Four-and-a-half billion years ago, an asteroid slammed into earth, knocking it onto its side and touching off a crazy climate that nurtured the first living things but later triggered giant ice sheets in the tropics.
Or so suggests Gregory Jenkins, a meteorologist at Pennsylvania State University. In Earth's infancy, 3.8 million to 2.5 billion years ago, its surface was warm enough for life even though the young sun was much fainter than it is today. Jenkins found he could explain the balmy temperatures if Earth had been rotating sideways at the time. Recently, geologists have found evidence of glaciers at Earth's equator between 800 million and 540 million years ago. When Jenkins modeled what the climate would have been like during that time if Earth's axis were tilted at a steep, 70-degree angle, ice appeared at the equator.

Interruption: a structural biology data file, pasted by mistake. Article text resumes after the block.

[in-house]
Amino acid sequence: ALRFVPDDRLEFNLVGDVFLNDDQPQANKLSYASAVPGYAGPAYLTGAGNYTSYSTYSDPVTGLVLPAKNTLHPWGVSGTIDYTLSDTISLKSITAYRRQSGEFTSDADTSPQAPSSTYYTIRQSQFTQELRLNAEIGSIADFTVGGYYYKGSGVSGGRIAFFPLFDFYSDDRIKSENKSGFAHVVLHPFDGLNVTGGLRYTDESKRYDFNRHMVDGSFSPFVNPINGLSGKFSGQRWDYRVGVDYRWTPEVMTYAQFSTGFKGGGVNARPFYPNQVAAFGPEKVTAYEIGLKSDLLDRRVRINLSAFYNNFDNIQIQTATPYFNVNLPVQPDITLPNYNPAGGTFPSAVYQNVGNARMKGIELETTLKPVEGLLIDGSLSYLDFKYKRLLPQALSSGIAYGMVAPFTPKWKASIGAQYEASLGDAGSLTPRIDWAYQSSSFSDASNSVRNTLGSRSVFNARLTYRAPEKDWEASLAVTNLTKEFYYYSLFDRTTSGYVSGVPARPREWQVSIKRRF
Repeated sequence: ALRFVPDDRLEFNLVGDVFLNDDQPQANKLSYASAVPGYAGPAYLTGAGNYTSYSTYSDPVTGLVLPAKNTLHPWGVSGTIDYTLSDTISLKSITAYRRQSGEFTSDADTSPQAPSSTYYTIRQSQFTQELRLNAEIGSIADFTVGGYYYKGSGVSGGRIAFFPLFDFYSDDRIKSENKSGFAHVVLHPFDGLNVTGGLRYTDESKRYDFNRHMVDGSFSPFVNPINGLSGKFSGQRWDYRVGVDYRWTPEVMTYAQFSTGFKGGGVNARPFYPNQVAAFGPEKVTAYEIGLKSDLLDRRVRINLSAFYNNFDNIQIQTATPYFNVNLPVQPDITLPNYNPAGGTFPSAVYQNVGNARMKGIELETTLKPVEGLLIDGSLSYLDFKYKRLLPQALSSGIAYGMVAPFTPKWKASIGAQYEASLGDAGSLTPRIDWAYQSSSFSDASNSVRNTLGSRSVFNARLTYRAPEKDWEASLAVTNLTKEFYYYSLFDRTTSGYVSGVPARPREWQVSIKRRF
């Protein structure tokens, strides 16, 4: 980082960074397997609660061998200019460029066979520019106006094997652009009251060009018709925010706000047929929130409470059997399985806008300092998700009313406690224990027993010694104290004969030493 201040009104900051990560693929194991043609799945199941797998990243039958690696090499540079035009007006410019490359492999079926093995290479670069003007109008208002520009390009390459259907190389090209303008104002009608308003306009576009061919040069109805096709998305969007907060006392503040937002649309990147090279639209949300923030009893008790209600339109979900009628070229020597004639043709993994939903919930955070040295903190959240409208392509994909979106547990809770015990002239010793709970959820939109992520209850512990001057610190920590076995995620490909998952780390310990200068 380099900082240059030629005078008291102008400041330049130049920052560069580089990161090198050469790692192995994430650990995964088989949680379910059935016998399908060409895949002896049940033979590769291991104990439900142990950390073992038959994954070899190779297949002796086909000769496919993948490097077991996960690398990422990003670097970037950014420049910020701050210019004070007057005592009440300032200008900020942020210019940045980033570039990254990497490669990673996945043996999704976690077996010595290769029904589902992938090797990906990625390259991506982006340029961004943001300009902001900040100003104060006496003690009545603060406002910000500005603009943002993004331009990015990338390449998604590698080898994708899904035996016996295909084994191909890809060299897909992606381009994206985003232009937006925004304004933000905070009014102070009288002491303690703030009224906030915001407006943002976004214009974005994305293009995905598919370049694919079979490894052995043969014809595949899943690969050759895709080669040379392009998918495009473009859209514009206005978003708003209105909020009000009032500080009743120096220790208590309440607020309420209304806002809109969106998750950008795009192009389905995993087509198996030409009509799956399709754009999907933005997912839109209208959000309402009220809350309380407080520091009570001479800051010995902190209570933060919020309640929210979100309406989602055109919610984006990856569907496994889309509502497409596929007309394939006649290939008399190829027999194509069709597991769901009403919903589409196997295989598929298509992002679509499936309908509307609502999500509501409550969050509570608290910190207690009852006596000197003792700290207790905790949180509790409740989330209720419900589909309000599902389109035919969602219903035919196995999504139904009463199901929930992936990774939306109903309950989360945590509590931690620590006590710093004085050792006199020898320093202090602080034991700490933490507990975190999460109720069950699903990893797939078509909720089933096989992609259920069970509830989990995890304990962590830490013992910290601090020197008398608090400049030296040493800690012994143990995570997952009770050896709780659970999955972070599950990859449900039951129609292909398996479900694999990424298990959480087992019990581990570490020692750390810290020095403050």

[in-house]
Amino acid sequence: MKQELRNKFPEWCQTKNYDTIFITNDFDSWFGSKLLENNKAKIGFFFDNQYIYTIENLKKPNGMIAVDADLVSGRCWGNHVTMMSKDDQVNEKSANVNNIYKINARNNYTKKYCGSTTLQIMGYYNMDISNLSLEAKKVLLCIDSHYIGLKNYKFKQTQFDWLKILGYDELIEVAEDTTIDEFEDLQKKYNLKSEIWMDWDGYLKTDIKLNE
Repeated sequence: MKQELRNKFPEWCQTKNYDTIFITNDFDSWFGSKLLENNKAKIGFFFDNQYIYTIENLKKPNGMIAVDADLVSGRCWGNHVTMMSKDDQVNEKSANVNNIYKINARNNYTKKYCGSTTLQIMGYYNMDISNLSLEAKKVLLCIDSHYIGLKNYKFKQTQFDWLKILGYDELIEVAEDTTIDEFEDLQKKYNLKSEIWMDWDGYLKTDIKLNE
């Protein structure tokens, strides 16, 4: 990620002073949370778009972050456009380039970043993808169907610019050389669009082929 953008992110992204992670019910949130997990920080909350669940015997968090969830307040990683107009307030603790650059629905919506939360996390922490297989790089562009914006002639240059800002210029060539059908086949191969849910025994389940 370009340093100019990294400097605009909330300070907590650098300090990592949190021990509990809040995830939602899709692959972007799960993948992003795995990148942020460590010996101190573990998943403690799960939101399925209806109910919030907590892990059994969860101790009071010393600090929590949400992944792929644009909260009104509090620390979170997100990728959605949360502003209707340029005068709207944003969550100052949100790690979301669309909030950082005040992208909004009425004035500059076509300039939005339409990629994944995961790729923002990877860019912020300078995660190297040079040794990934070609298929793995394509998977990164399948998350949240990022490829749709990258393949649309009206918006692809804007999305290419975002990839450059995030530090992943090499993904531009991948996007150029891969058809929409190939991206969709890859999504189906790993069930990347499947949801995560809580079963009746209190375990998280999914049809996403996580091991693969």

According to the theory, Earth remained off kilter until around the beginning of the Cambrian Period, 540 million years ago, when a buildup of continents near the south pole flipped our planet to its present 23-degree tilt. The switch to a less extreme climate could explain the remarkable diversification of life at that time. "This is radically different than what most of us think about Earth," Jenkins says.